When Constantine first arrived in theaters back in 2005, I was both stupid excited and extremely worried to finally see one of my favorite characters and stories appear on the big screen.
As a fan of Alan Moore (who created the titular character in his Swamp Thing series) and Hellblazer/John Constantine , I was also exceedingly worried that this was going to turn into a travesty, like much of Moore’s work when translated into film.
In fact, the film had quite the opposite impact – not just on me, but on the entire Hellblazer fandom itself. Although it’s not quite a “John Constantine” film, the story takes a different approach to the character and makes some bold decisions on how to bring this iconic English comic book hero into the messy zeitgeist that is American pop culture.
It’s a really great story, and I love the living hell out of it. Easily of my favorite horror-action-fantasy films, Constantine boasts an insanely talented cast of Keanu Reeves, Rachel Weisz, Djimon Hounsou, Shia LeBeouf, and Tilda Swinton. This movie arguably brought new life to the world of Hellblazer and the character of Constantine.
The movie brought a lot more attention to the comic book series and created interest among fans due to it being mainstream. This eventually was recognized by creatives and executives when the comic book industry took over in film, resulting in the fantastic Constantine TV series that came out in 2014, starring Matt Ryan, as well as a few animated movies about the character.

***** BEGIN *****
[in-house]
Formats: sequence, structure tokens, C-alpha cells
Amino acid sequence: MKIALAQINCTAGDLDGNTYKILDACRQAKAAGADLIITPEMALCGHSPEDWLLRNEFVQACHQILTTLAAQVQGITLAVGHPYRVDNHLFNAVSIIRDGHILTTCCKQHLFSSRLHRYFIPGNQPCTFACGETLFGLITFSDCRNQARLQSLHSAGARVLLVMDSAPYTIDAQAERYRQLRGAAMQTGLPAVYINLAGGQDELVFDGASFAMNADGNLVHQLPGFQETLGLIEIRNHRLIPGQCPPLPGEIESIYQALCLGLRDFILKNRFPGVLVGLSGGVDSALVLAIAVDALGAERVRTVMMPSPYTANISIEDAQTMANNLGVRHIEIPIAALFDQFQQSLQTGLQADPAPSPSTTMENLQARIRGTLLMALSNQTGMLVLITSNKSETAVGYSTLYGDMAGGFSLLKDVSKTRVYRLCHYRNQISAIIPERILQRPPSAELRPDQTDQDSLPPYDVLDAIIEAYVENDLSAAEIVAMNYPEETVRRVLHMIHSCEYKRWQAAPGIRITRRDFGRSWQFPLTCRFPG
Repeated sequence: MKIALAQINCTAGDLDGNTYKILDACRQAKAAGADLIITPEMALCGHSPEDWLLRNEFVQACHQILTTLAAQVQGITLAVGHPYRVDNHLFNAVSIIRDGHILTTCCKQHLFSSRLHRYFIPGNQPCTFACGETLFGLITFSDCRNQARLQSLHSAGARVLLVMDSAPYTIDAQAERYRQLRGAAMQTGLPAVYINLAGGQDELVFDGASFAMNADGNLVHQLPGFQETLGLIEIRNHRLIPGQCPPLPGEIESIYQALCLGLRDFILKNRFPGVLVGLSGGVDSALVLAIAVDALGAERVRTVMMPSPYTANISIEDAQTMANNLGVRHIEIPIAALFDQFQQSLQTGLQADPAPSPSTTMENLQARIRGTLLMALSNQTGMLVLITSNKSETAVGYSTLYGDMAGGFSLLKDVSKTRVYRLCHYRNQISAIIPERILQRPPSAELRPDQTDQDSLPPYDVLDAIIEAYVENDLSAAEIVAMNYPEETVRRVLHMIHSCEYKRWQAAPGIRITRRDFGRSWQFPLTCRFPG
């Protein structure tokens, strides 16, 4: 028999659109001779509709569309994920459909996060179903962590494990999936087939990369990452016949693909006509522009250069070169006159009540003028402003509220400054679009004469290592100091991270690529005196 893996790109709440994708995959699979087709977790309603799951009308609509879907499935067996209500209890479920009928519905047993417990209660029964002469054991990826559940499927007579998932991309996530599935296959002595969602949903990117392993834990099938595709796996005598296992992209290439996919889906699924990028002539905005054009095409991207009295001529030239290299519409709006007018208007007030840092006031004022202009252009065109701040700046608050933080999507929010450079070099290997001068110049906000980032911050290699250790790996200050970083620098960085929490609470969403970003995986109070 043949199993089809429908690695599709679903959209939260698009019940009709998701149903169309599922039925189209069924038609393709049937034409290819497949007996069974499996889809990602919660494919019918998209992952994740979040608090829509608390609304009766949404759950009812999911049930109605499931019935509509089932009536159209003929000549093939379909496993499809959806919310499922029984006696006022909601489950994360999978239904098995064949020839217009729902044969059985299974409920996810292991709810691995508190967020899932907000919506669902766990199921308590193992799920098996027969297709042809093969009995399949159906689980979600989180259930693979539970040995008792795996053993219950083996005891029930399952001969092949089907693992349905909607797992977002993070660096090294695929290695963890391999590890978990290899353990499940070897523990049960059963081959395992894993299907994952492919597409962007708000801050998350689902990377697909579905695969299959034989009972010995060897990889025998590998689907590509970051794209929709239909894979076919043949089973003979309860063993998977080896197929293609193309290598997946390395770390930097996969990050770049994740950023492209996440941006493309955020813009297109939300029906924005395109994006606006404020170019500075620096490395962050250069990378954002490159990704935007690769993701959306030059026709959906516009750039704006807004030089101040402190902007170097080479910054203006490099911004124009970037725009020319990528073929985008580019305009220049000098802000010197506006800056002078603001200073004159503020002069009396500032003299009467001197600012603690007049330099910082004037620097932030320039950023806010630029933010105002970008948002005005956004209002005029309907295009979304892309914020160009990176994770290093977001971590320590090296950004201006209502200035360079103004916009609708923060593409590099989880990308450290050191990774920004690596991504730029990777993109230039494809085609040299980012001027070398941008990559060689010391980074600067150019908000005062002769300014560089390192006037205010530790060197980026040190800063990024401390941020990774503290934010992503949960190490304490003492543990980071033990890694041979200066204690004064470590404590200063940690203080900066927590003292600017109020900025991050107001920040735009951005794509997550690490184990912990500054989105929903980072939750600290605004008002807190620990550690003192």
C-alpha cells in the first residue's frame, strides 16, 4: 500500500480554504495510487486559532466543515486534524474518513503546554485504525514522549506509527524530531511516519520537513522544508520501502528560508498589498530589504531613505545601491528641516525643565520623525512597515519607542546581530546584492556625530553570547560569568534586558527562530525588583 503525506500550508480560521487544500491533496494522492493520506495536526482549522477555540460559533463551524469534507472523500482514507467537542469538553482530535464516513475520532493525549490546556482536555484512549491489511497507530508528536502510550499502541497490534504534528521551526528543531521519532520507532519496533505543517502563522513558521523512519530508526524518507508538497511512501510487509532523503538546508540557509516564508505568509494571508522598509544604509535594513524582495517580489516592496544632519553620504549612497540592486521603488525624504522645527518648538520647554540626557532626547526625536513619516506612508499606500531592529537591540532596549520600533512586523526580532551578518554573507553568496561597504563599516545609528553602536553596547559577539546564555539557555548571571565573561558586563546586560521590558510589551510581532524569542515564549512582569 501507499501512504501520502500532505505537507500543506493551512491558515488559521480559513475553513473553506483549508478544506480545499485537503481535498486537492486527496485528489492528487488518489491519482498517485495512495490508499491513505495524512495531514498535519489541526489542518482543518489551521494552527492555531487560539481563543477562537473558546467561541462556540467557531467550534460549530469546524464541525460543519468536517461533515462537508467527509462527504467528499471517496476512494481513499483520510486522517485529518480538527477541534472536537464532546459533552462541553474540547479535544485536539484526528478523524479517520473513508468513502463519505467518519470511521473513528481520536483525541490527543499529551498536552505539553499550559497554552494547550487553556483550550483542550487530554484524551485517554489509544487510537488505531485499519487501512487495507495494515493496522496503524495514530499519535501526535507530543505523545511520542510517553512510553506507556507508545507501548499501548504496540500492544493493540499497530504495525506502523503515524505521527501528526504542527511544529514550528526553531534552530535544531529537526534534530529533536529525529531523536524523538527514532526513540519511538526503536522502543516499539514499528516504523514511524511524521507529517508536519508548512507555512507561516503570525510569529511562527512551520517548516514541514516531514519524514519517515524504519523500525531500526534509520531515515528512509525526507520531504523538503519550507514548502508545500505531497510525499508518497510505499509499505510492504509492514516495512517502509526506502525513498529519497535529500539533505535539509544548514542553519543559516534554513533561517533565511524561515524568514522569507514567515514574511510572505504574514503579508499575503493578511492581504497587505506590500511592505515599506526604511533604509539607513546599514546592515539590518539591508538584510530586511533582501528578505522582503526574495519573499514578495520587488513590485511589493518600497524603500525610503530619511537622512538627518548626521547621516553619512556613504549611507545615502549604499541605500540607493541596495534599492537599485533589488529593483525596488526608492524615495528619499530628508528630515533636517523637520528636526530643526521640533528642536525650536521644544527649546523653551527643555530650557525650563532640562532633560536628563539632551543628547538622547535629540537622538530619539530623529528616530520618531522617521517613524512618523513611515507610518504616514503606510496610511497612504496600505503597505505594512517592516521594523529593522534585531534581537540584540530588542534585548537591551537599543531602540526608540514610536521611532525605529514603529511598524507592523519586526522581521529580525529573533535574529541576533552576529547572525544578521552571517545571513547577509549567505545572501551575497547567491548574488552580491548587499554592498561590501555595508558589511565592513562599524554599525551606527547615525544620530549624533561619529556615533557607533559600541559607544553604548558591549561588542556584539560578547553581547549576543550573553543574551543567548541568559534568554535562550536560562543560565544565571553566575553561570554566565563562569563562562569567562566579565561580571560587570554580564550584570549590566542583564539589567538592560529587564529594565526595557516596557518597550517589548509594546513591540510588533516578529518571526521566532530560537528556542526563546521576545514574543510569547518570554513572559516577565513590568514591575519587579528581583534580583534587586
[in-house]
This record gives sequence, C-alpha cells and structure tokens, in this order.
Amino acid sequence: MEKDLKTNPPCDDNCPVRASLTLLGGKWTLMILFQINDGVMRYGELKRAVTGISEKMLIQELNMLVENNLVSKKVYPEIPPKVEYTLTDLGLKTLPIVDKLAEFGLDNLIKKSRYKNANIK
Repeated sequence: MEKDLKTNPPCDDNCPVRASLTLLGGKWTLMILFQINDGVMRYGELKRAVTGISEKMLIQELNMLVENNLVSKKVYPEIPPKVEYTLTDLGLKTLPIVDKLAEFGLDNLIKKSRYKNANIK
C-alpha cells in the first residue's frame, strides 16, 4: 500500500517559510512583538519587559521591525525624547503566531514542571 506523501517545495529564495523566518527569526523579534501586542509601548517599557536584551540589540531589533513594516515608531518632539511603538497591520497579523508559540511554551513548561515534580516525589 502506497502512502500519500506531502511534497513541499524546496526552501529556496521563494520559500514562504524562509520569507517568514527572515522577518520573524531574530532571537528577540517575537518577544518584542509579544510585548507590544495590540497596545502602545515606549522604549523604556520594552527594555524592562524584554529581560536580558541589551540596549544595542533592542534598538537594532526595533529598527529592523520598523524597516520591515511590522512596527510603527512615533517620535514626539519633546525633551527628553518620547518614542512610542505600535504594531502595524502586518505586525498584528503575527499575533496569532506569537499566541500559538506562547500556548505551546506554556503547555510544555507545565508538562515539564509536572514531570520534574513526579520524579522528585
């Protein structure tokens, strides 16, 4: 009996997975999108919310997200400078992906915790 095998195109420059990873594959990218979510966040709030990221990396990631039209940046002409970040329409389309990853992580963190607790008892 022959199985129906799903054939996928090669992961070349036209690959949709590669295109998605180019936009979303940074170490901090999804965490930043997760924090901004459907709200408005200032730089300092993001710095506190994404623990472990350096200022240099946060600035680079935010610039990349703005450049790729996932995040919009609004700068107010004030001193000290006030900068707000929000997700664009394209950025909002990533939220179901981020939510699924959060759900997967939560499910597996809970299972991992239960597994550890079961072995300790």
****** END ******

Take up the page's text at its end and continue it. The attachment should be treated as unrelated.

Directed by Francis Lawrence and produced by Akiva Goldsman, this DC film adaptation became an instant hit with Hellblazer fans, mainly because the character didn’t really exist outside the comic book world and the fact that it is a genuinely good story, with solid performances from both Reeves and Weisz.
Although not accurate to the comic book, Hellblazer fans generally taking a liking to film as it is loosely based on Garth Ennis’ run on Hellblazer, specifically issues #41-46 within the Original Sins tradeback, and included characters from the series such as Chaz (played by LeBeouf) and Papa Midnight (played by Djimon Hounsou). It was even later adopted into DC canon through a Hellblazer in 2019.
For this year’s stay at home convention, San Diego Comic-Con brought us a look back at Constantine, with a panel moderated by Collider’s editor-in-chief, Steven Weintraub.
During the panel, Reeves, Goldsman, and Lawrence discussed their experiences with pre-production and setting up the film. Lawrence and Goldsman provided an interesting insight into their pre-production, and how they built up to making the movie.
Lawrence divulged how he looked at the film not as a comic book movie, but more as a film noir, bringing up his influences (such as The Maltese Falcon and Bladerunner). He also stated that his main focus was mainly on creating a good story with good characterization, which is what he succeed within his first-ever feature-length.